Recognizing Major Campaign Gifts from the Anthony and Jeanne Pritzker Family Foundation, Erika J Glazer, Susan Bay Nimoy, and Wallis Annenberg
The Hammer Museum at UCLA announced today the naming of four prominent spaces in honor of major contributions to its capital campaign. Gifts from the Anthony and Jeanne Pritzker Family Foundation, Erika J Glazer, Susan Bay Nimoy, and Wallis Annenberg will each be recognized with the naming of a signature space at the museum that represents a core aspect of the Hammer’s wide-ranging activities—exhibitions, education, public programs, and community engagement.
The Hammer announced its $180 million campaign in February 2018 with a $30 million lead gift from Los Angeles philanthropists Lynda and Stewart Resnick and a $20 million gift from Marcy Carsey, chair of the museum’s board of directors. To date, the museum has raised more than $130 million toward its campaign goal, which will support an expansion of the museum’s endowment and a physical transformation of its facility. The ambitious building project is helmed by architect Michael Maltzan and will continue in phases through 2020.
“I am incredibly grateful to the community of artists, friends, and patrons who have supported the Hammer’s expanding presence and importance in Los Angeles,” said Ann Philbin, director of the Hammer Museum. “Announced only a few months ago, our capital campaign has tremendous momentum thanks to the leadership and generosity of our donors, including Tony and Jeanne Pritzker, Erika Glazer, Susan Bay Nimoy, and Wallis Annenberg.”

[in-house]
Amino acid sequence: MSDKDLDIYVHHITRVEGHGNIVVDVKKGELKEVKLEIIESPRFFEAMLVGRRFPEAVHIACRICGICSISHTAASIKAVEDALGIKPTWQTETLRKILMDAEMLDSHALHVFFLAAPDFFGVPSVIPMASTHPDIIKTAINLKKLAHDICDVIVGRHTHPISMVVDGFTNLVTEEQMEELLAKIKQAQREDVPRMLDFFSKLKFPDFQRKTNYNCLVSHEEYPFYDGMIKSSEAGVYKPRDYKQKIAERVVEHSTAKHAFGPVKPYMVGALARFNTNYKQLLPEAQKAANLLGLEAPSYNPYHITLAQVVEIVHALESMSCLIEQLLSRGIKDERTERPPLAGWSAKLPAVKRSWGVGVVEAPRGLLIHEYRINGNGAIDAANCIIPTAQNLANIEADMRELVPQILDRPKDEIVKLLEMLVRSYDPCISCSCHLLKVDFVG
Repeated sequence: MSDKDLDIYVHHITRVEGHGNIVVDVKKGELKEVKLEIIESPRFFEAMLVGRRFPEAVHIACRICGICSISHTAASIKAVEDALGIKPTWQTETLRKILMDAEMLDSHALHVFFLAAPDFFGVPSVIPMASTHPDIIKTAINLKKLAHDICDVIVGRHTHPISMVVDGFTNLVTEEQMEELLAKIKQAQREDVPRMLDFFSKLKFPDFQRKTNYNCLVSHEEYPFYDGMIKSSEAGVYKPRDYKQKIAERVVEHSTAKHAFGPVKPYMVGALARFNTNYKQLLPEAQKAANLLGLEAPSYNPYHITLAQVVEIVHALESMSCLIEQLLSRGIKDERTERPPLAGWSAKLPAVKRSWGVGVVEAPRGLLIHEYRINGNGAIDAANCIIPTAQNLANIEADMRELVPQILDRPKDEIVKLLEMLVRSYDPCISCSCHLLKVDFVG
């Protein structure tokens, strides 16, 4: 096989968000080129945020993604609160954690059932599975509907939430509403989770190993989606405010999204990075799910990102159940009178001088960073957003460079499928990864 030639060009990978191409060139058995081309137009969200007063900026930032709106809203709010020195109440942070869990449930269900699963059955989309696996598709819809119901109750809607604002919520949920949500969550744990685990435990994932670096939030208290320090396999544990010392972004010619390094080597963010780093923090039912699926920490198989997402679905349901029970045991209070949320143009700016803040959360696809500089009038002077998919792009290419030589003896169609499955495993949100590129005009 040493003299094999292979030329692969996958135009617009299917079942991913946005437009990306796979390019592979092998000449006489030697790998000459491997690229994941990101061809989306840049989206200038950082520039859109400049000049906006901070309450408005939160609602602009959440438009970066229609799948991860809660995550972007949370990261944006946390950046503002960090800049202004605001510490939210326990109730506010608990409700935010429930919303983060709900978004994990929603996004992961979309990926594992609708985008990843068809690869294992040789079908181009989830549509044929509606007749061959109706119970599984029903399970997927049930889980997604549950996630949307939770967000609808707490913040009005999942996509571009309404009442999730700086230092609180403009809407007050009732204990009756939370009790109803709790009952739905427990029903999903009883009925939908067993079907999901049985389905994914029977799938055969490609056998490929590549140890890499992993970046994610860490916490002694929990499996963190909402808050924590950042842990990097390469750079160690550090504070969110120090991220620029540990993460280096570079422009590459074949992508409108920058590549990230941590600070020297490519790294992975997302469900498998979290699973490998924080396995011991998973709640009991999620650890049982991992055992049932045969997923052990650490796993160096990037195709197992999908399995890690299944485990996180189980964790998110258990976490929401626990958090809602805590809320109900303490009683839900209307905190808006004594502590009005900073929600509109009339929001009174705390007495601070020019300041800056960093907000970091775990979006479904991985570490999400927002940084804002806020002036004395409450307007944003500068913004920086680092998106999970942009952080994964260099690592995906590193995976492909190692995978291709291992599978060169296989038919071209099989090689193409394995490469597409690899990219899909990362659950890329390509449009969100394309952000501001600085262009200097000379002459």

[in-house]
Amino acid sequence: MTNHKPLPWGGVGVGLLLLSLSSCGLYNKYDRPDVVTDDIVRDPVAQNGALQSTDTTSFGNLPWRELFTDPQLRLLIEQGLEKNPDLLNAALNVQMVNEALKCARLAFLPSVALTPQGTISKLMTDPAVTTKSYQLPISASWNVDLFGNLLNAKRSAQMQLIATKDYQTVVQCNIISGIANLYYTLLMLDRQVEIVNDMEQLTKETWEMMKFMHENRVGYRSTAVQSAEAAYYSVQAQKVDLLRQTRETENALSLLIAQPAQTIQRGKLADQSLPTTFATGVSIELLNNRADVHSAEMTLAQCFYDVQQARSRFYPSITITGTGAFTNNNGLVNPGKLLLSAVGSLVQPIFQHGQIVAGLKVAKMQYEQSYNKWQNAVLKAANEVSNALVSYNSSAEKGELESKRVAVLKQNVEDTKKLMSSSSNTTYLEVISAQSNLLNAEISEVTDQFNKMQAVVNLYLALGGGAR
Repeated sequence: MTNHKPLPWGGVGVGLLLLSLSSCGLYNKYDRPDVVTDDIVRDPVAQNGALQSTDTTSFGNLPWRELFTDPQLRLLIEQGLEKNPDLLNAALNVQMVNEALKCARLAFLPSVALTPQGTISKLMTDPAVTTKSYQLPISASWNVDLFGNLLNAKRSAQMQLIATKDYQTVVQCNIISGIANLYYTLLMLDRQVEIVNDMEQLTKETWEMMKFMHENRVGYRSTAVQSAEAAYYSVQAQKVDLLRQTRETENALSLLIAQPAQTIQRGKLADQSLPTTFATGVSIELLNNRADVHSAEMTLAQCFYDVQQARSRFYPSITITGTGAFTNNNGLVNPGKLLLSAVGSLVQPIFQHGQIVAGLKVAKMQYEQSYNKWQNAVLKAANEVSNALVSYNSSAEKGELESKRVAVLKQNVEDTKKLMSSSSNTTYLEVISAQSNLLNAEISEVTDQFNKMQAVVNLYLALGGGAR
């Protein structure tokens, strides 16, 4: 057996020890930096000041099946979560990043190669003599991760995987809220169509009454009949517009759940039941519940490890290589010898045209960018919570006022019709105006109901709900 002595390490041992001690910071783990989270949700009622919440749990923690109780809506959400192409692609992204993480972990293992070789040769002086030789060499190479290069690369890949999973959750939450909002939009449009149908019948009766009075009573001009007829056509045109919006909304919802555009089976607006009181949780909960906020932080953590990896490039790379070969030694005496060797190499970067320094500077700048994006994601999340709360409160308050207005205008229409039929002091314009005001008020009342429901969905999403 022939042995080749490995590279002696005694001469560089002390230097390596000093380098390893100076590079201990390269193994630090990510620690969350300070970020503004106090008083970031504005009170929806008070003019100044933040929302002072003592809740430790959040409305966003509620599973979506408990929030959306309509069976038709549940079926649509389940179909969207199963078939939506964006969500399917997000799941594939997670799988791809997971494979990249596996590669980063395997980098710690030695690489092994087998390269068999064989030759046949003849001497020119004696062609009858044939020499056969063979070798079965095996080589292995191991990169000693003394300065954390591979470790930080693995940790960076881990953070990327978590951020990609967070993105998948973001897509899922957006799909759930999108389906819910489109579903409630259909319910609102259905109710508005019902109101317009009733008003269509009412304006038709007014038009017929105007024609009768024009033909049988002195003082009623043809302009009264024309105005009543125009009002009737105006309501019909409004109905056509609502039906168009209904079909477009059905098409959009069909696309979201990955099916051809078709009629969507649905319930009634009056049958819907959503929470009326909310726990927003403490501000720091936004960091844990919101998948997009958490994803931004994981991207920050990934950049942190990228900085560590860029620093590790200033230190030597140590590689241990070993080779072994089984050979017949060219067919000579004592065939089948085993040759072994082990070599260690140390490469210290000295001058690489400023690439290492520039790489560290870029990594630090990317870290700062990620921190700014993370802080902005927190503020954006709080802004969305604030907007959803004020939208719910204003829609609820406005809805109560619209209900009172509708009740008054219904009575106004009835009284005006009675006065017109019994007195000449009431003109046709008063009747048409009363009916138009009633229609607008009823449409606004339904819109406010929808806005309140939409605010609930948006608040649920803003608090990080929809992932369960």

“Under the direction of Annie Philbin, the Hammer has staked its claim as an artistic force and a dynamic cultural center—for the UCLA community as well as national and international audiences,” said Tony Pritzker, who is co-chair of UCLA’s Centennial Campaign and a member of the Hammer’s board of directors. “UCLA is a world-class university in so many fields—and the arts are unquestionably one of them.”
Anthony and Jeanne Pritzker are longtime supporters of the Hammer, with a special focus on building the museum’s family and academic programs. In recognition of a $12.5 million campaign gift from the Anthony and Jeanne Pritzker Family Foundation, the museum’s central courtyard will be named the Pritzker Family Commons. As the social heart of the museum, the Pritzker Family Commons serves as a daily gathering place for the community, and as the site of major events throughout the year, including the Hammer’s annual Family Day, the UCLA Game Art Festival, and the popular KCRW summer concert series. Earlier this year, the Pritzkers also made a gift of $10 million to the university to establish the UCLA Pritzker Center for Strengthening Children and Families.
Erika J Glazer, also on the museum’s Board of Directors, has been a longtime champion of education, social justice, and the arts in Los Angeles. In 2014, she and fellow supporter Brenda R. Potter made transformative gifts to underwrite free admission for all visitors to the Hammer. Glazer’s latest gift of $8 million to the campaign will be recognized in the naming of the Erika J Glazer Gallery, a major 4,200-square-foot gallery that was renovated and expanded during the first phase of the museum’s transformation. The gallery re-opened in January 2017 with the exhibition Dubuffet Drawings, 1935–1962 and currently houses Stones to Stains: The Drawings of Victor Hugo.